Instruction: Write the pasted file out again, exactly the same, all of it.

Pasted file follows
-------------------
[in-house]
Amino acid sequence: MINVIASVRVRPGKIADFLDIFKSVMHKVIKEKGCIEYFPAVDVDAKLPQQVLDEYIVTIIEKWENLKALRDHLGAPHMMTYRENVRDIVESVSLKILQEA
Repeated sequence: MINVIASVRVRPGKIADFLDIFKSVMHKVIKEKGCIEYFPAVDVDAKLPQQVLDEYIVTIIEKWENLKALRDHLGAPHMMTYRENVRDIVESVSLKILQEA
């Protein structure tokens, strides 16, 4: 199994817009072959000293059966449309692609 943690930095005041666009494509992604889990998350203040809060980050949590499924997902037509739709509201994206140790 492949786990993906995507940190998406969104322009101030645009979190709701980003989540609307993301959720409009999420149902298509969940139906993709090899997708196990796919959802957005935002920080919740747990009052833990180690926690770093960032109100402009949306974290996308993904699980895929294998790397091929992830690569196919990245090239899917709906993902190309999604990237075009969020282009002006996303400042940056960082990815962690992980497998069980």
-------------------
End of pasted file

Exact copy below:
[in-house]
Amino acid sequence: MINVIASVRVRPGKIADFLDIFKSVMHKVIKEKGCIEYFPAVDVDAKLPQQVLDEYIVTIIEKWENLKALRDHLGAPHMMTYRENVRDIVESVSLKILQEA
Repeated sequence: MINVIASVRVRPGKIADFLDIFKSVMHKVIKEKGCIEYFPAVDVDAKLPQQVLDEYIVTIIEKWENLKALRDHLGAPHMMTYRENVRDIVESVSLKILQEA
């Protein structure tokens, strides 16, 4: 199994817009072959000293059966449309692609 943690930095005041666009494509992604889990998350203040809060980050949590499924997902037509739709509201994206140790 492949786990993906995507940190998406969104322009101030645009979190709701980003989540609307993301959720409009999420149902298509969940139906993709090899997708196990796919959802957005935002920080919740747990009052833990180690926690770093960032109100402009949306974290996308993904699980895929294998790397091929992830690569196919990245090239899917709906993902190309999604990237075009969020282009002006996303400042940056960082990815962690992980497998069980």